Saturday, July 16, 2011

Blaming Victims in a Just World

An year back, there was an accident in Adyar, Chennai. A couple traveling by bike at 10:30 in the night were run over by a speeding lorry.
The couple were married just over an year earlier; and had left their baby at the parents and gone to visit a temple or church.
The next morning I was in the waiting area of a local hospital when I overheard an young doctor and a nurse talking about this. The doctor said, "So they went at 10 in the night to a temple, leaving the baby. How stupid are they?"
The nurse agreed.
Do we expect people to be run over after 10 PM in the night? Of course not. But this pattern was familiar to me. The doctor and nurse were blaming the victim.
I have come across the blame-the-victim characteristic a lot when discussing politics; but also more generally in life in India. I have also come across it, to a lesser extent, in conservative writing in the United States.
A couple of years back, when race attacks were going on in Australia, against Indians, I frequently saw this play out. A letter in the magazine "Week" blamed Indians for not "assimilating" in Australian culture. Some blamed Indians for talking in local language in public. I wrote a detailed analysis of this behavior here.

Of course, blaming the victim is not new to women all over the world. They almost always get blamed for eve-teasing or rapes. Usually they are accused of having provoked men into such behavior.

Why is there a tendency to blame the victim when something bad happens to people? This is particularly important in India. In our road accidents, pedestrians get blamed almost all the time. Plus we have the "aren't we all corrupt?", "aren't we all racists?" crowd always blaming the victim implicitly.

The Just World Theory

In the 1960s, Melvin J.Lerner, professor of Social Psychology at the University of Waterloo, performed a set of experiments out of which came the "Just World Hyposthesis" or the "Just World Theory".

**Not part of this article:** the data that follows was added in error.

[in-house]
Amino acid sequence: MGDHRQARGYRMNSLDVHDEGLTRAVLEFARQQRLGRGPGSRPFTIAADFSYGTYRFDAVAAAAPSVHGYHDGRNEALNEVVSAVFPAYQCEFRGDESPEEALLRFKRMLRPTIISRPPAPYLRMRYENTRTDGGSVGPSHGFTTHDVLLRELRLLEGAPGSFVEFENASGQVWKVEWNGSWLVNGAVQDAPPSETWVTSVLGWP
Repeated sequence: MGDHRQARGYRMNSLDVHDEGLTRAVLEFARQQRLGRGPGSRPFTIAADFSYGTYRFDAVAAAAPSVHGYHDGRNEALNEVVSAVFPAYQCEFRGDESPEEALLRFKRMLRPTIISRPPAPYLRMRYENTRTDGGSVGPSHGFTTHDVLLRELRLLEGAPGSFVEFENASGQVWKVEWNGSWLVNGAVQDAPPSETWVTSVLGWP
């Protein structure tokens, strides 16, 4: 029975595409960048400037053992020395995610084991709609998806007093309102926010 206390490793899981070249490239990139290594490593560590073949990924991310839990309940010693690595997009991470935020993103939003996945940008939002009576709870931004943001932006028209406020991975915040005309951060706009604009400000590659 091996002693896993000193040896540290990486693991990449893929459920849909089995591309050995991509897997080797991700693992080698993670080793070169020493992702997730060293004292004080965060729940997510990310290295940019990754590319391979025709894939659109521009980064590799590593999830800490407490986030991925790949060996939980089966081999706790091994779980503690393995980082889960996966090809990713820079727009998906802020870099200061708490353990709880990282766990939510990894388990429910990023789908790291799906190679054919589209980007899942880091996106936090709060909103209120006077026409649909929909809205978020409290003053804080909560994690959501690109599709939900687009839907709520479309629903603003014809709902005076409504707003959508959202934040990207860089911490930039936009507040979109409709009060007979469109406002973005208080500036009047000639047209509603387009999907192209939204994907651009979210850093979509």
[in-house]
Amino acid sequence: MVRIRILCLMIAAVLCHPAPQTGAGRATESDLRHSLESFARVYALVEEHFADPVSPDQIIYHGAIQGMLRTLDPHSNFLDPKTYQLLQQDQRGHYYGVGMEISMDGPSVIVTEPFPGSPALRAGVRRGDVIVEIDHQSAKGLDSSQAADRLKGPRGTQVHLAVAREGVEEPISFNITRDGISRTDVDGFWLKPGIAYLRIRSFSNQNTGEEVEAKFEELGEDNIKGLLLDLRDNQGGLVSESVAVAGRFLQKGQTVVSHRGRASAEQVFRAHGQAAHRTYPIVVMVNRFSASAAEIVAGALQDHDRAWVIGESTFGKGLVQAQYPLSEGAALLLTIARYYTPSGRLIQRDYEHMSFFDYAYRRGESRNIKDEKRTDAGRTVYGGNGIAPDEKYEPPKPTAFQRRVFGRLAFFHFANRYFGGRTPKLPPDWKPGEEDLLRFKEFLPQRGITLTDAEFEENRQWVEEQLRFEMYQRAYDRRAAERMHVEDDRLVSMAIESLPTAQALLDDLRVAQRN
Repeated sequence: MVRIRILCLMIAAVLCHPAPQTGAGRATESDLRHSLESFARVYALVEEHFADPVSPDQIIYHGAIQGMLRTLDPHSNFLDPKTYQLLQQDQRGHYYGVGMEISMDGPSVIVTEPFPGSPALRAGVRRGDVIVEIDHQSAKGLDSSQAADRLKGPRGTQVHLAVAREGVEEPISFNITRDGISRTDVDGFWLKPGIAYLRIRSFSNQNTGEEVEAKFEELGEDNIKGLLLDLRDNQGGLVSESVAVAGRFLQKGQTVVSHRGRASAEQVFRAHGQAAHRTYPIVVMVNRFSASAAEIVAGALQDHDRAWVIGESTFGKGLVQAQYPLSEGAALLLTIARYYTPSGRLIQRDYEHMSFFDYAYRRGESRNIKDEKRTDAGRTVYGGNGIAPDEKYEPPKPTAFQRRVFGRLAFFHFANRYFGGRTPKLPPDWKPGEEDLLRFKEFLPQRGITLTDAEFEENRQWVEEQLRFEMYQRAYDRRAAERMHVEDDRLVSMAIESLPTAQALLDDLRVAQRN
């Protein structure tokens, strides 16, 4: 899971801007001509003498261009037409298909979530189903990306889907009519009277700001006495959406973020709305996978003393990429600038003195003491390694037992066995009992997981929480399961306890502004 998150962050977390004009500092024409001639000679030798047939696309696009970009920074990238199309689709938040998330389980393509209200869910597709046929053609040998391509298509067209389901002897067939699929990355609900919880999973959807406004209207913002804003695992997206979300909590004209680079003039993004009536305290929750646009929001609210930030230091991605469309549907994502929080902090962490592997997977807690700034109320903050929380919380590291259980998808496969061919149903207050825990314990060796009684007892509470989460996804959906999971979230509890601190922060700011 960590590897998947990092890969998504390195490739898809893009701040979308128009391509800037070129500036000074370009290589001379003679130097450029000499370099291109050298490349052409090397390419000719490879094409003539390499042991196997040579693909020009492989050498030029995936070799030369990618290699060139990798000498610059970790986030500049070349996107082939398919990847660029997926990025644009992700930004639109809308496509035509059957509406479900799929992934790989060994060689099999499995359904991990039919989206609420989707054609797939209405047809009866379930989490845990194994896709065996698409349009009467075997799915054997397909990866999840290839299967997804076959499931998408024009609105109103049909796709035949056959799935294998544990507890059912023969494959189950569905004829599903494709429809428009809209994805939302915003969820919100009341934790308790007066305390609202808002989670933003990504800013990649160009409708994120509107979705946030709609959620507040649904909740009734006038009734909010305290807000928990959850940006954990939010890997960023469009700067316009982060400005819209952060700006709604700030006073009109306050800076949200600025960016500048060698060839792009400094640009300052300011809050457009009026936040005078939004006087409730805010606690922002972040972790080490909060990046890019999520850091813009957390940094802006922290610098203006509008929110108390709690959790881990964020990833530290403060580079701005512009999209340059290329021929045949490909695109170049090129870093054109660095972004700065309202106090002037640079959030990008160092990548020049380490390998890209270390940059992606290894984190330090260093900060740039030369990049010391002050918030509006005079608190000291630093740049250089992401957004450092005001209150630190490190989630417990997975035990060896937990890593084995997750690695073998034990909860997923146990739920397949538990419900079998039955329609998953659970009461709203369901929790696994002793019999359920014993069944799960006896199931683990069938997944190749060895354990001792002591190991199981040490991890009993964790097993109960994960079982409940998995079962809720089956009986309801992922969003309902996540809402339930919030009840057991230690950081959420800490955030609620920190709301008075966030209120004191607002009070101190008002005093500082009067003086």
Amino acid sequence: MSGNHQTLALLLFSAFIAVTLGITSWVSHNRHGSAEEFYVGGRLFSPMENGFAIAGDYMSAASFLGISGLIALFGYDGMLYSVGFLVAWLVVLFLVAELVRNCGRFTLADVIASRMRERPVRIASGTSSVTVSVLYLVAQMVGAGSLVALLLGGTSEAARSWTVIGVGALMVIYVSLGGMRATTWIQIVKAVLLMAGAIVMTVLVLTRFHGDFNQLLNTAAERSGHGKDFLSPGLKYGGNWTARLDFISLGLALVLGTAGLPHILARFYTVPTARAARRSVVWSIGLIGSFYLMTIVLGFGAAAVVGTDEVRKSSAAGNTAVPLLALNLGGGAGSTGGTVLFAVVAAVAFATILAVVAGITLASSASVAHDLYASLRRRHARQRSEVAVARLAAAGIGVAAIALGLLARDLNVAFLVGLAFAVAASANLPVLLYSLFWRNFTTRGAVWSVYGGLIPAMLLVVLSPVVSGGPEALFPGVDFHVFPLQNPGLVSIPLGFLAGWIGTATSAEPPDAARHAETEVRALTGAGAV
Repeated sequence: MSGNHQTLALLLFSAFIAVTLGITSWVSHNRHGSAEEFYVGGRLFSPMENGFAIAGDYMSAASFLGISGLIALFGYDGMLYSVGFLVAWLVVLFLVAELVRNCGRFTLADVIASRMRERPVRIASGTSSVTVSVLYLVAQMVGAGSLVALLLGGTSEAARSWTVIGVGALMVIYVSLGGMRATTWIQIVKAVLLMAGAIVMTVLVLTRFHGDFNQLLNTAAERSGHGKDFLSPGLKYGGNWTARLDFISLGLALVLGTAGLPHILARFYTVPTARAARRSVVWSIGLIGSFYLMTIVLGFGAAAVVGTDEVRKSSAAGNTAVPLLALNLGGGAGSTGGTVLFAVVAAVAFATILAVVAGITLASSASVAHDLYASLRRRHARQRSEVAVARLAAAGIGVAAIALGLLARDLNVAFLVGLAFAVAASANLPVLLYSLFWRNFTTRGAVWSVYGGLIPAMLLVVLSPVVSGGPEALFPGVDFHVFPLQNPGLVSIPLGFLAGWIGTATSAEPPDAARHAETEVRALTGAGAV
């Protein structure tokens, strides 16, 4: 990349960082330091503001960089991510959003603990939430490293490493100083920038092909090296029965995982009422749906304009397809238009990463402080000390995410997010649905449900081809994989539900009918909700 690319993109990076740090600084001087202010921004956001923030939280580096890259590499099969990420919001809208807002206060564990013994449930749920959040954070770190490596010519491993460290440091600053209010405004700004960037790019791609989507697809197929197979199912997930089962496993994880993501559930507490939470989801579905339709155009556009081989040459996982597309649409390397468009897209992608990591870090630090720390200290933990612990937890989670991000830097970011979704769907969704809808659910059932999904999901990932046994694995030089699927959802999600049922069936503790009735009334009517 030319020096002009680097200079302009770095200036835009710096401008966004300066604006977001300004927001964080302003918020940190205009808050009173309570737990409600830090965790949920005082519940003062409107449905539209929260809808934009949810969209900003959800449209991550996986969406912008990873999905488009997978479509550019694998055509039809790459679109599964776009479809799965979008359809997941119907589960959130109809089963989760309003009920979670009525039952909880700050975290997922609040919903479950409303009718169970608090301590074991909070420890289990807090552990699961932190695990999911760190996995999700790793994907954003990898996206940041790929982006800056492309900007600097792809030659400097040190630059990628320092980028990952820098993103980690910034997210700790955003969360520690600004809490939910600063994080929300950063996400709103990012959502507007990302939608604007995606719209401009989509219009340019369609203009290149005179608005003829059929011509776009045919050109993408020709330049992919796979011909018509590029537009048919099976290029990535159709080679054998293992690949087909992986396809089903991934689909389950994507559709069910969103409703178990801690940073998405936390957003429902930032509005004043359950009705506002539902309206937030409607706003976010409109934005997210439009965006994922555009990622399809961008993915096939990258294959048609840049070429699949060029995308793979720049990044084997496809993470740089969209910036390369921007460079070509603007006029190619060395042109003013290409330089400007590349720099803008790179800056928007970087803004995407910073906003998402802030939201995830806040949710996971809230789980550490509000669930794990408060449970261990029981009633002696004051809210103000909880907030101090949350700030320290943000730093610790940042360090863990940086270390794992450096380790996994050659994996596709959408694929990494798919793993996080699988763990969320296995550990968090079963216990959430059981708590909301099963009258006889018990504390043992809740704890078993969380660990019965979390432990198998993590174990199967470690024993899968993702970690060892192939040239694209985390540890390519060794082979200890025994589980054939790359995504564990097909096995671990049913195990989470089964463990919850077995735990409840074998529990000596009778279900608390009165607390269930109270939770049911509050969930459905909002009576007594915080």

Lerner's findings, later expanded, show that human beings have the "need to believe in a just world" in-built into their psyche. It develops as a part of normal child rearing and every human being will have it.
What does this mean?
While growing up, we are taught good and bad behavior. We are taught to distinguish between them by a system of rewards and punishments. This enforces a belief in us, as we grow into adulthood, that the world is an environment full of justice. People get what they deserve and deserve what they get. That idea permeates into us.

But, of course, the real world is far from just. Just the number of varieties of personalities precludes a guarantee of justice.
Therefore, when we see something that violates our belief (in a just world), we can only resolve the conflict between
a) what is reality and
b) what is our innate belief
by looking for some way to justify the unjust scene before us.
For example, when we hear about a child getting hit while crossing a road, our trust in a just world is violated. Our mind resolves that by one of the following methods:
a) Blaming the child's parents or the child herself for crossing without proper attention
b) Trying to imagine how we can stop such traffic accidents and thus building an assurance in our mind that we can create a just world
c) By the "separated world" mechanism - we tell ourselves that this happens in some kind of parallel world.

(There are actually 9 different ways in which we try to resolve the conflict, as listed by Lerner)

Now option b, if we act on it, is of course, the healthiest. It improves society overall.
But most people who are conservative or authoritarian or over-religious have been found to go with option a - blaming the victim.
In other words, the predominant tendency in conservative societies such as India is to blame the victim.

Thus the doctor and nurse who were discussing the accident of an young couple were actually shocked by the injustice of happy lives extinguished by a careless driver. But they had the need to believe in a just world. They resolved this by blaming the couple's choice of taking a bike at 10:30 PM.

This has implications for a lot of our public debates in India. We hear about unjust accidents caused by badly designed roads and neighborhoods. Almost every person who drives a bike in India must have met with some accident, minor to serious. We hear about normal people, who are killed or maimed by drunken driving or just reckless driving